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Thread: COIN Reading Lists (merged)

  1. #41
    Council Member ODB's Avatar
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    Default Additionally

    I have been curious the past few days about the number of colleges teaching COIN courses, who are the teachers? Do they have guest speakers? How can get on board to be one of the guest speakers?

    Not questioning the ability of academics, but sometimes find it interesting that the so called experts have no practical experiences. Is this view point to harsh on academics?
    ODB

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  2. #42
    Council Member Ken White's Avatar
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    Default Not considering some of the things I've seen

    here and there on the ol' internet -- not too harsh, that is...

  3. #43
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    Default Civilian practitioners and academics

    Cavguy, I nominate Ambassadors Deane Hinton, Tom Pickering, and Ed Corr, who, with their MILGP commanders and several Southcom CINCs, helped the Govt of El Salvador defeat the FMLN. Their civilian "counterparts" Presidents Jose Napoleon Duarte and Alfredo Cristiani (although he worked with Amb Bill Walker) were also outstanding civilian practitioners of COIN and FID/SFA.

    ODB, I'm one of the guys who teaches a course on Small Wars/LIC which is COIN heavy. Next semester (Fall 09) I have funding for guest speakers. If you are really interested send me a resume by PM or email.

    Cheers

    JohnT

  4. #44
    Council Member Cavguy's Avatar
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    Quote Originally Posted by John T. Fishel View Post
    Cavguy, I nominate Ambassadors Deane Hinton, Tom Pickering, and Ed Corr, who, with their MILGP commanders and several Southcom CINCs, helped the Govt of El Salvador defeat the FMLN. Their civilian "counterparts" Presidents Jose Napoleon Duarte and Alfredo Cristiani (although he worked with Amb Bill Walker) were also outstanding civilian practitioners of COIN and FID/SFA.

    ODB, I'm one of the guys who teaches a course on Small Wars/LIC which is COIN heavy. Next semester (Fall 09) I have funding for guest speakers. If you are really interested send me a resume by PM or email.

    Cheers

    JohnT

    Excellent!
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  5. #45
    Council Member William F. Owen's Avatar
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    Quote Originally Posted by Hacksaw View Post
    Gian and WILF...
    While I too enjoy an occassional perusal of St Carl's treatment on war, we might consider the context of the request... Soph in College with no personal reference point for the nature of warfare.
    He's a Soph. Good enough. CvC is the best guide to understanding conflict in the round. COIN is War, therefore understanding it's nature is essential, to my mind.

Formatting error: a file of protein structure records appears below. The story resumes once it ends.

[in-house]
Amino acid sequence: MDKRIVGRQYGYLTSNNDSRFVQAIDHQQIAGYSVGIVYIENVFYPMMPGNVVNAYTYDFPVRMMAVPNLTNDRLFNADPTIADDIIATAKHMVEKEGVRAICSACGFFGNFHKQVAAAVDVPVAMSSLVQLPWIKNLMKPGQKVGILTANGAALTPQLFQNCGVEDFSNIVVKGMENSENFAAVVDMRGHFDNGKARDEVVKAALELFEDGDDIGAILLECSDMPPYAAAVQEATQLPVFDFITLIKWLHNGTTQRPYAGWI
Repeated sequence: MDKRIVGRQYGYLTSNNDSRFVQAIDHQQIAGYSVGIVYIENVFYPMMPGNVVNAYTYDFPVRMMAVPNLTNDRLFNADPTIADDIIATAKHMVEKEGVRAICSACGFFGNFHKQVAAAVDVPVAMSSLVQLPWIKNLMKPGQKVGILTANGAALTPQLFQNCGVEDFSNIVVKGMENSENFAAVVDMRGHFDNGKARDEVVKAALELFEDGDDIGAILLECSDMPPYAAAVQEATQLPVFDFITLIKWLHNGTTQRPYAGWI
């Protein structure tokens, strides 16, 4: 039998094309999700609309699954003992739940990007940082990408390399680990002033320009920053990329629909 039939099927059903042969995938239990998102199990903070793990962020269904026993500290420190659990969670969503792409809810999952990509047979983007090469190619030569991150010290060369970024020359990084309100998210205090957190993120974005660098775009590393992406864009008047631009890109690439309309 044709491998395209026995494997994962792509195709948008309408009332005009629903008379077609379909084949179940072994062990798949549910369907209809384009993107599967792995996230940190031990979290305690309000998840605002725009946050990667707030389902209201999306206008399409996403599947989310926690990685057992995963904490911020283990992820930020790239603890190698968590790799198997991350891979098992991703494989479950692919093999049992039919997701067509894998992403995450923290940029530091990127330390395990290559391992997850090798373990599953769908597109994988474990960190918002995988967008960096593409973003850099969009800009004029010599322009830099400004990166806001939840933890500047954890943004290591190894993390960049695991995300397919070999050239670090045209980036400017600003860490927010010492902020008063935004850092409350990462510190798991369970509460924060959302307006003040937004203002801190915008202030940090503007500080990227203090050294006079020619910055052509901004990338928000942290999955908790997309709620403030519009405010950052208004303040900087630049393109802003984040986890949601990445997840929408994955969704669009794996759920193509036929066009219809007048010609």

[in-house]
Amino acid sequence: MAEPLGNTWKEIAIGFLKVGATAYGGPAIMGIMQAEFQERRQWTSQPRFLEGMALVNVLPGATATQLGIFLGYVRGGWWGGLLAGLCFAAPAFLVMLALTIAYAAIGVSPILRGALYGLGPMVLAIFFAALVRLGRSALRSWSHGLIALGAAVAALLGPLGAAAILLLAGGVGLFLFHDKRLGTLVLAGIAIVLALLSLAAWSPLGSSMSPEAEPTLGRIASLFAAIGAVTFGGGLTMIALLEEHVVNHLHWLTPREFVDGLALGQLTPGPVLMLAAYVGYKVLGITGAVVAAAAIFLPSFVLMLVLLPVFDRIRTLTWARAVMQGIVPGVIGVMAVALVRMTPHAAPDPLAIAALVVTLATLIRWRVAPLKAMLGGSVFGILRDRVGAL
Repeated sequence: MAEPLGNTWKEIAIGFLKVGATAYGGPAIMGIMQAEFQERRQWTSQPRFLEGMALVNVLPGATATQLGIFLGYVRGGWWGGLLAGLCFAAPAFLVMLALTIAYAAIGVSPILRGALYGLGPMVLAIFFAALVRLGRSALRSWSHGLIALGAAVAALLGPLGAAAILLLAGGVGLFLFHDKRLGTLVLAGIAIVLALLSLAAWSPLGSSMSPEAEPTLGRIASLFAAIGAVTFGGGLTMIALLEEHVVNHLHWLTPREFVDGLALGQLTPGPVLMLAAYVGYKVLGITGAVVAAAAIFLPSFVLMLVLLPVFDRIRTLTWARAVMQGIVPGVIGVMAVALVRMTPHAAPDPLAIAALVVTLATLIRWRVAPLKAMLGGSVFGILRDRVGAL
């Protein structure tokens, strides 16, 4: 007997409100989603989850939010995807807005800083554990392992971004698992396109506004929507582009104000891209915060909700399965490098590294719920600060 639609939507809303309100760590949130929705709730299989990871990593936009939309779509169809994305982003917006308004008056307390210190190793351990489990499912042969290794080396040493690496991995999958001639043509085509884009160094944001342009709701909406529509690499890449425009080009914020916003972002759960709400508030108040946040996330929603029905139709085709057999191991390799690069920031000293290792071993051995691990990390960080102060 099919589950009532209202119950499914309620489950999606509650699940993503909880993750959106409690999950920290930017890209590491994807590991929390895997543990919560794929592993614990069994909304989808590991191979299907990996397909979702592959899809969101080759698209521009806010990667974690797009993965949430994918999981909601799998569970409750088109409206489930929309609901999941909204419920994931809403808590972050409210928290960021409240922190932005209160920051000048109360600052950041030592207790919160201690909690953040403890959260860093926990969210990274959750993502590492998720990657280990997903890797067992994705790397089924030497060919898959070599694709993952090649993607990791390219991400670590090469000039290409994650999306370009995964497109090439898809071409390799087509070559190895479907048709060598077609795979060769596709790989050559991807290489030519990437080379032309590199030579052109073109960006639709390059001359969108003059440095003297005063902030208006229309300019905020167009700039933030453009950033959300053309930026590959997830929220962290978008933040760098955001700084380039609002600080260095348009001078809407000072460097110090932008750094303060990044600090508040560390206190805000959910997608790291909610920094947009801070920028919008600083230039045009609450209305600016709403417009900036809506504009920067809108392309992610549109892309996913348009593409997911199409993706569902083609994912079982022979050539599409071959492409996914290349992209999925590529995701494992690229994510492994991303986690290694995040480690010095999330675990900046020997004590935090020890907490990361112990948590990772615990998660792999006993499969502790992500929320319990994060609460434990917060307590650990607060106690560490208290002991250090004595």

Directing him to Carl first is akin to telling a young child to learn the history of the Jewish nation by picking up a copy of the Old Testament and following the story.
    Worked for me!

    I think its a poor place to direct a neophyte "first"...
    There is a standard, and it' not easy. If you know a better book, that explains the roots and dynamics of conflict better than CvC, then I am all ears.
    Infinity Journal "I don't care if this works in practice. I want to see it work in theory!"

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  6. #46
    Council Member wm's Avatar
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    Quote Originally Posted by William F. Owen View Post
    There is a standard, and it' not easy. If you know a better book, that explains the roots and dynamics of conflict better than CvC, then I am all ears.
    How about Machiavelli--The Art of War and The Prince available together here in one volume.
    Vir prudens non contra ventum mingit
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  7. #47
    Council Member William F. Owen's Avatar
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    Quote Originally Posted by wm View Post
    How about Machiavelli--The Art of War and The Prince available together here in one volume.
    Good points. I really wouldn't bother with Mack's Art of War, unless you are really interested in Renaissance Military Thought. Some of the homo-erotic observations and the dismissal of gun powder, make it a hard going.

    The Prince is certainly useful, but again not required. It was written as an advertising document or basically a CV, for Mack to get back into Politics and while very insightful, is not really going to add that much.

    IMO, and many other folks, CvC is required reading if you going to study any form of conflict. Warfare has few if any standard works, but CvC is as close as we currently have.
    Infinity Journal "I don't care if this works in practice. I want to see it work in theory!"

    - The job of the British Army out here is to kill or capture Communist Terrorists in Malaya.